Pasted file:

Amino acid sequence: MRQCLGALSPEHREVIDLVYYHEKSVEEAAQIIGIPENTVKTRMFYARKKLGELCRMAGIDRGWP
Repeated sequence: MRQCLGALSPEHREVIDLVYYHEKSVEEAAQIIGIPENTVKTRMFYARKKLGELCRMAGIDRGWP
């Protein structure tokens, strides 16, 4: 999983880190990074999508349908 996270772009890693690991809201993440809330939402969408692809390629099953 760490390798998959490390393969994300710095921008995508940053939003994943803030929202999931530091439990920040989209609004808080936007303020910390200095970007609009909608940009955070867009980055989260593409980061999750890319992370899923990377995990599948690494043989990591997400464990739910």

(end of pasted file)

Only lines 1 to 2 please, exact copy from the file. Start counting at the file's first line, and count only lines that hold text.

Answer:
Amino acid sequence: MRQCLGALSPEHREVIDLVYYHEKSVEEAAQIIGIPENTVKTRMFYARKKLGELCRMAGIDRGWP
Repeated sequence: MRQCLGALSPEHREVIDLVYYHEKSVEEAAQIIGIPENTVKTRMFYARKKLGELCRMAGIDRGWP